Oh, that is funny. You and I have a lot in common, but that is not one of the things
Geeta Schrayter 5:49
I need to learn from you then.
Kathleen Basi 5:52
Okay, so, let's talk a little bit about the writing process and journey for you. What's one thing that you wish you'd known sooner about getting a novel published other than your time was better spent writing fiction?
Geeta Schrayter 6:03
Okay, maybe not to let your excitement like, jump in, you know, to not leap before you look, right? That's the saying. Yeah, that's a good one, you know, like, pause when you get excited about something that it just be like, yes, to the first yes, kind of a thing. And there's wisdom to be had in that whole, like, take a day or so before you make a big decision, kind of a thing?
Kathleen Basi 6:23
Hmm. Okay, so, now I have to dig into that a little bit more. Because are you talking about decisions that you would make about taking a contract versus not taking contract going self published versus trying for traditional? Or are you thinking more in terms of the story level and what your characters are doing?
Geeta Schrayter 6:39
Yes. I mean, you could say that applies to all of the above. In this particular instance, it has to do with signing a contract and like, going forward, because we all want that. Yes. So much that you get it and you could just be like, that isn't I'm going with it. But maybe you shouldn't, you should think about it.
Kathleen Basi 7:00
Yeah, well, that's an important thing. Because once you sign the contract, you are going forward on that path, and that it's going to direct a lot of what you're doing.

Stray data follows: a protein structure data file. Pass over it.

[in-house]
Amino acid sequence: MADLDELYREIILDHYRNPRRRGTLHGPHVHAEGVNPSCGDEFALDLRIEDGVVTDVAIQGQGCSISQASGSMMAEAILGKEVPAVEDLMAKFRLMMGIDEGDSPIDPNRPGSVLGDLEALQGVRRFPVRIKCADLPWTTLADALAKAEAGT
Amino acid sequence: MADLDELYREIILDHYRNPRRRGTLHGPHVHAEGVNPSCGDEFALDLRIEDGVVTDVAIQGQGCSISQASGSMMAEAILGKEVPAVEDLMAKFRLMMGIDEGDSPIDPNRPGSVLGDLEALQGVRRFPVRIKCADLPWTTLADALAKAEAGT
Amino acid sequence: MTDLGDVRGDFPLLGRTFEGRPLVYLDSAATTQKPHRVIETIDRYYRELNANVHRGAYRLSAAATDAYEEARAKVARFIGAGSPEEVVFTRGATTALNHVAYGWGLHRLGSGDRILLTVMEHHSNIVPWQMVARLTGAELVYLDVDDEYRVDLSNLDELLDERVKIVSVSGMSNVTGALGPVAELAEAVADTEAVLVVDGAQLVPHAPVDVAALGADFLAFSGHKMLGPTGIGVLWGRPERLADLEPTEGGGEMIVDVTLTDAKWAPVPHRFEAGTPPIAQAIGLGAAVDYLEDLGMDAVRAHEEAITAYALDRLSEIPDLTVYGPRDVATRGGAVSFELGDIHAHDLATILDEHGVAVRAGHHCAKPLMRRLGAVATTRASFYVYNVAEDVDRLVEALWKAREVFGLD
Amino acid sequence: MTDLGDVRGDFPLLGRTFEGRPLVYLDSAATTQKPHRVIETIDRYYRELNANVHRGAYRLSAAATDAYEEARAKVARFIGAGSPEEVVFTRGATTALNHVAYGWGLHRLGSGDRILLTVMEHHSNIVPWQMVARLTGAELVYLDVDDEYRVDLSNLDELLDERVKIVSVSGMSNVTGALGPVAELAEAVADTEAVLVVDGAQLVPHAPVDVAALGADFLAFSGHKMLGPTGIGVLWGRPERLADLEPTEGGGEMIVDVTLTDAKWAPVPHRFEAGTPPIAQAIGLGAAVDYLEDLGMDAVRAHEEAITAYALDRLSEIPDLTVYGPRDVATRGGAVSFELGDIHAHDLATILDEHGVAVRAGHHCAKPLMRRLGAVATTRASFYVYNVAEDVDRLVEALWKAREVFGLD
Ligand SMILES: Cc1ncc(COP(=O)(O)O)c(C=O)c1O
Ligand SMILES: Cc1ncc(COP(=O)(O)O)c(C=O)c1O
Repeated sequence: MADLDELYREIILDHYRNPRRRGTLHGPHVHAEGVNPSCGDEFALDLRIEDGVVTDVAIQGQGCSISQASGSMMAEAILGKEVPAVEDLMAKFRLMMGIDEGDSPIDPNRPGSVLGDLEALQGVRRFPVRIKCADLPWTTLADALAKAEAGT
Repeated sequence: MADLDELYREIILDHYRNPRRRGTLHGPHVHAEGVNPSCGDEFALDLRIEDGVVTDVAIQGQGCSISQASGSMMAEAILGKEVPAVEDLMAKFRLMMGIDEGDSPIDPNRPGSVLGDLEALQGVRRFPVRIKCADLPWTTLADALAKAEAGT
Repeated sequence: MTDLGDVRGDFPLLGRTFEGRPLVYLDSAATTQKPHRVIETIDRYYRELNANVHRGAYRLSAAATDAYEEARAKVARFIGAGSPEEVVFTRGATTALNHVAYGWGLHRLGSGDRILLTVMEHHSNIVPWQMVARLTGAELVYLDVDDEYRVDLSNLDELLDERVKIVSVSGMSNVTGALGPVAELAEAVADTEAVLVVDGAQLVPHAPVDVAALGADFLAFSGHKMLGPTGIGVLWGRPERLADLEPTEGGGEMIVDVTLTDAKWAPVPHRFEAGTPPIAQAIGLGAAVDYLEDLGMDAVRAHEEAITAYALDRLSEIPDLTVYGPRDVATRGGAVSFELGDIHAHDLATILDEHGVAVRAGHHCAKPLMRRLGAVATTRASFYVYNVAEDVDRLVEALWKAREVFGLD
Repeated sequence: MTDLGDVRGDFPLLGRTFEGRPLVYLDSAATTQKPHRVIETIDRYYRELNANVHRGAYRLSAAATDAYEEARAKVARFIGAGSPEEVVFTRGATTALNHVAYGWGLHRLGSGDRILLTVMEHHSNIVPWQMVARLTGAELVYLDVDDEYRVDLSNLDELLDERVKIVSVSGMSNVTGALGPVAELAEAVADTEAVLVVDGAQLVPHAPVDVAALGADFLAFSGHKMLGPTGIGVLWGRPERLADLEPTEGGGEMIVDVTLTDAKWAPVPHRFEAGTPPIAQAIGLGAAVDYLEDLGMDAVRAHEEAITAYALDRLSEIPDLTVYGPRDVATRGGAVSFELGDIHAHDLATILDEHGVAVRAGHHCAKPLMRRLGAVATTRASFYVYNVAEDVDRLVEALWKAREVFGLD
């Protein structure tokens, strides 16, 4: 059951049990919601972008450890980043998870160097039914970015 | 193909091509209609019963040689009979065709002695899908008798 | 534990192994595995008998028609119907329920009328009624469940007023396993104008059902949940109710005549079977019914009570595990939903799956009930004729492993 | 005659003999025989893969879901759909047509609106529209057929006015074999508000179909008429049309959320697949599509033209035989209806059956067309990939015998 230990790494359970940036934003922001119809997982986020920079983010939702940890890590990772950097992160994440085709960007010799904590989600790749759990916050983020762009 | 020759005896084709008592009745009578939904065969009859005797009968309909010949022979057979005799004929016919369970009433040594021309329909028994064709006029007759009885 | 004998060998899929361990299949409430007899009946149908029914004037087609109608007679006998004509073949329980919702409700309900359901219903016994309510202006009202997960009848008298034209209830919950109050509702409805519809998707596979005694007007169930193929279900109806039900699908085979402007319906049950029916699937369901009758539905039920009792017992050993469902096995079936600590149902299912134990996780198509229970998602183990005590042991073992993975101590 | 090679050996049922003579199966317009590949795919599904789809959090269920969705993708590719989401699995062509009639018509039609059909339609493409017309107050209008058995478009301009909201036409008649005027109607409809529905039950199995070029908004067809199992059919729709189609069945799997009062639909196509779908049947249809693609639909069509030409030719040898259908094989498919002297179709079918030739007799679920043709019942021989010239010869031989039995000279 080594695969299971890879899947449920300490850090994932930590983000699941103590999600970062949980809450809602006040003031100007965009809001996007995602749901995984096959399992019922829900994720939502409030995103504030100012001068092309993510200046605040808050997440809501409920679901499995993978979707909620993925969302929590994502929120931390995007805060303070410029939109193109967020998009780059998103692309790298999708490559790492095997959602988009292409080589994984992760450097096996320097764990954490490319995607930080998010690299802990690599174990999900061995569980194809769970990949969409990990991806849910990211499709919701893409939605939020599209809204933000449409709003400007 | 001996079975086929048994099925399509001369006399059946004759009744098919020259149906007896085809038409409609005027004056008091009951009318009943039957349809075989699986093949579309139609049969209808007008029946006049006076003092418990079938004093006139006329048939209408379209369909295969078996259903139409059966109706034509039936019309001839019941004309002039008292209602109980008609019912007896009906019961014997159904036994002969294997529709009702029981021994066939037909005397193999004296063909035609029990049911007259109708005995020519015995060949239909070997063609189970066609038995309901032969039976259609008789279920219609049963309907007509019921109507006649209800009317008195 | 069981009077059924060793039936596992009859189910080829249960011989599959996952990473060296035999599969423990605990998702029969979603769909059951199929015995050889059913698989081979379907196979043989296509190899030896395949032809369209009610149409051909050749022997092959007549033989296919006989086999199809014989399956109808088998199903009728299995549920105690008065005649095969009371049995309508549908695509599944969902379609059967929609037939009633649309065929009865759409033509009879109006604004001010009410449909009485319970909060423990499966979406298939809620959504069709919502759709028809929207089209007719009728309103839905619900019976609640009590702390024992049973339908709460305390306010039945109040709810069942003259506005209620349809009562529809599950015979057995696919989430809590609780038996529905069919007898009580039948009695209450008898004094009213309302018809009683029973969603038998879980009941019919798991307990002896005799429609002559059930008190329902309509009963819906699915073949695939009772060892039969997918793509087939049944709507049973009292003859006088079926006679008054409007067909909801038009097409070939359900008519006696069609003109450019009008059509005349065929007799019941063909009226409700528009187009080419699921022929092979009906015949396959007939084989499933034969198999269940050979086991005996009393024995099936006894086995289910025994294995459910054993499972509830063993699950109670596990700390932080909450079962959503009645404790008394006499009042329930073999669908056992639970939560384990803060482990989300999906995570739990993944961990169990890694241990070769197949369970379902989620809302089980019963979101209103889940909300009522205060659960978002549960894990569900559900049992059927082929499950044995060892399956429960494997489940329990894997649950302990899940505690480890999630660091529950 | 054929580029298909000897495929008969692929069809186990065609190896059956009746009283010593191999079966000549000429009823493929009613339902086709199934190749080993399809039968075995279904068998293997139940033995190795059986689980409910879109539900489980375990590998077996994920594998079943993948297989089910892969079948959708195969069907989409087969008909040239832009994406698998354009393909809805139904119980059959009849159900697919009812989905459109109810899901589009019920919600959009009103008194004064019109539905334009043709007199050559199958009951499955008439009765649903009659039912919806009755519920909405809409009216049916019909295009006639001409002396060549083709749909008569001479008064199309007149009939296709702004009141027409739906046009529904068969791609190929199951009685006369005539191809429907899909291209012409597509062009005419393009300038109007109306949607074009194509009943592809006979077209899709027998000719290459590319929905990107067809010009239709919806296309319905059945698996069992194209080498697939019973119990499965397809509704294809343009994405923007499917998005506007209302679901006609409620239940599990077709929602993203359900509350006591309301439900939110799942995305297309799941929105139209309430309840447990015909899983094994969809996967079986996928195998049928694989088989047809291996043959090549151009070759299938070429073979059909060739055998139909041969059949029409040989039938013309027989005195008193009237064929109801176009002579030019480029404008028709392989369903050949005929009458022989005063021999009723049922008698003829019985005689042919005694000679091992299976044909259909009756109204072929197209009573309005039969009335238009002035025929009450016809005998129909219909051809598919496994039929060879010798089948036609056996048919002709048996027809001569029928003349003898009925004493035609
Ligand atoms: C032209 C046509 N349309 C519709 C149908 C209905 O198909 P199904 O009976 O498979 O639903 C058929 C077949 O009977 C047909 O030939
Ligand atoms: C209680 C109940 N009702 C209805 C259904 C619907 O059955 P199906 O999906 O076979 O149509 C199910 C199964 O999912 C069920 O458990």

Geeta Schrayter 7:08published a second edition in:
Kathleen Basi 7:49
Oh, yeah. How interesting. Yeah, closure is such a big thing.
Geeta Schrayter 7:53
Kathleen Basi 7:54
For all of us. Yeah. So, you said that you had always known that you were a writer. So, who encouraged you the most when you were younger?
Geeta Schrayter 8:03
Well, I'd have to say my mom because it was due in part to my upbringing. I was homeschooled until fourth grade and what came with that was just this freedom to spend my days reading and just pondering and picking those raspberries and making that tea and just, I mean, so that really allowed my imagination to grow, I think and those trips to the libraries. I don't remember a time when I wasn't walking home with like, arm loads of library books. I don't know why I didn't bring a backpack but I'm just carrying arm loads and dropping them.
Kathleen Basi 8:34
That's totally my kids.
Geeta Schrayter 8:36
Yeah, and just like sitting in my room and just reading for days. I feel like, and emerging to eat and then going back to it and so her creating that environment where that was allowed to happen. I feel like, what definitely inspired me to where I then started wanting to make those stories as well.
Kathleen Basi 8:53
Oh, that's really beautiful. Well, so let's start kind of wrapping things up here. Tell us where's the best place for people to find you online?
Geeta Schrayter 9:02